As we know, diving requires toting around various types of gear and equipment. Therefore, proper gear management is a must.
It is really easy for a diver to inadvertently dive with dangling gear, given the amount and types of gear required for a typical dive. Dangling gear is a clear example of poor gear management.
Among the common danglers are combo gauge units, octopus regulators, torches , SMBs and slates. Dangling gear can catch or hit the boat on entry and ladders on exit, as well as hit wrecks or reefs underwater. That being said, your gear can become damaged and/or contaminated with sand and mud or even dislodged and lost.
Dangling gear also makes emergency situations more tenuous for your dive buddies. Dangling gear is more difficult to locate especially during an emergency when your dive buddy may be required to locate and deploy your gear for you.
Every diver has their own preferences about storing and managing their equipment while diving. However, the following guidelines are suggestions..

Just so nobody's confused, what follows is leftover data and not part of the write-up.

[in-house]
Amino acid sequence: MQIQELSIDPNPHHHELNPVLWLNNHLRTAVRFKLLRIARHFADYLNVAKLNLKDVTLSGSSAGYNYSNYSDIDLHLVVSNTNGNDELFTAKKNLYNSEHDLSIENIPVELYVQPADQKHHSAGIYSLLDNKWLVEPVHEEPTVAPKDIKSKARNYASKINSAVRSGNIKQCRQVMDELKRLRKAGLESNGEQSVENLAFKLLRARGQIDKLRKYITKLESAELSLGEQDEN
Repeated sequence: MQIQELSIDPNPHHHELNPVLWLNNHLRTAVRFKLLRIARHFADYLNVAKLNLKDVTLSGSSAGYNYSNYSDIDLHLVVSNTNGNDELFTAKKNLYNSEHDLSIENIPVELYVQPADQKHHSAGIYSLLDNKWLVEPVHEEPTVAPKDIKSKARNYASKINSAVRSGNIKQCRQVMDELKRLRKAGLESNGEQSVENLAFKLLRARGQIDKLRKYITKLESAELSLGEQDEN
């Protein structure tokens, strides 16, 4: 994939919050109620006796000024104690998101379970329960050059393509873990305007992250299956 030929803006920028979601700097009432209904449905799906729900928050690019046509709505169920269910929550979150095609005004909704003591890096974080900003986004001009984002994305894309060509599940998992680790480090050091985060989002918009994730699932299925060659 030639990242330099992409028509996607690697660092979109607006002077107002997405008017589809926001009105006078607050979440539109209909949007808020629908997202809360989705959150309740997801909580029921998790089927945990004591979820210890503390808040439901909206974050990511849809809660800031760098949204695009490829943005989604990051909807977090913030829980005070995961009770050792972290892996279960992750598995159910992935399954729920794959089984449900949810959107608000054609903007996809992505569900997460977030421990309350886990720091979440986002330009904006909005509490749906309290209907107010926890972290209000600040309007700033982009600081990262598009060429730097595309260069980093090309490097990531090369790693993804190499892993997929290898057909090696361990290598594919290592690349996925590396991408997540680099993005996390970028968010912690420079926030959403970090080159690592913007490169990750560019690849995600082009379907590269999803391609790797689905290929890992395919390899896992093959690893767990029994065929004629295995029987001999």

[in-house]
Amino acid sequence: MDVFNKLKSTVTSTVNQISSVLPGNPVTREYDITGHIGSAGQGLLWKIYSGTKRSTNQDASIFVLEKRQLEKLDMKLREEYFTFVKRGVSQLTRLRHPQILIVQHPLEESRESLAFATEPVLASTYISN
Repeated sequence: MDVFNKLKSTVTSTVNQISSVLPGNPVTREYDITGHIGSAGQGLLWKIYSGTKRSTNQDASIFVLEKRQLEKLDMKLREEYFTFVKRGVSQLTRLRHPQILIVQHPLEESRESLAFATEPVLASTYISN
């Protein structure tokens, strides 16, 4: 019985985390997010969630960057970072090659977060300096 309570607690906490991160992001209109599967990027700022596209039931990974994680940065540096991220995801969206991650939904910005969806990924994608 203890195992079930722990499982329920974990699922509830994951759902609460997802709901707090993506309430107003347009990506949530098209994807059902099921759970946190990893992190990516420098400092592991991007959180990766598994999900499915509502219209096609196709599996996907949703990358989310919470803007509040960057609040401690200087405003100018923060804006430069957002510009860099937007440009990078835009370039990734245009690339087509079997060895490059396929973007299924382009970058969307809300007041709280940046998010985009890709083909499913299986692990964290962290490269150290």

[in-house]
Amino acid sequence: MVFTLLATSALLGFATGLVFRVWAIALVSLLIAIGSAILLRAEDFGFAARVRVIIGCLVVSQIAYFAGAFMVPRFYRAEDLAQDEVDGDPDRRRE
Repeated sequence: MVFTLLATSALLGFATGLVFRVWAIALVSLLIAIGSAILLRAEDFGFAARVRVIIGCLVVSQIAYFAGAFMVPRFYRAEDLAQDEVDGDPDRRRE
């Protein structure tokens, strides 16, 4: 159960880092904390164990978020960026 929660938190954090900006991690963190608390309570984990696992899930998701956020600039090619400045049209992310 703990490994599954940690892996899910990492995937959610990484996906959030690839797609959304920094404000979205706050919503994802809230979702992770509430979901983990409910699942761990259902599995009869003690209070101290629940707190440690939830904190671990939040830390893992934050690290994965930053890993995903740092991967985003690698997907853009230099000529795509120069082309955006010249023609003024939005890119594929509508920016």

Do not just let them hang. They should be attached to the front of your body in an area we call the AIR TRIANGLE. This is the triangle formed by your mouth at the apex, and your nipples.
There are numerous ways to attach your octopus regulator, but whatever you use:
• The octopus regulator should be easily accessible for YOU and your buddy.
• The attachment is secure, yet it is easy to remove the octopus regulator for use.
HP gauges and combo gauges
They should be clipped close to your body and onto the BCD near your waist or armpit where it is still easy to lift the gauge up to read it.
Torches, SMBs and slates
These should be stowed in waist or leg pockets, or clipped directly onto your BC harness with no lanyards.
Read for more details here on Underwater 360 – Asia
Fortunately there are a number of products available the market that makes proper gear management a snap.
BCD Clips & Breakaway Lanyards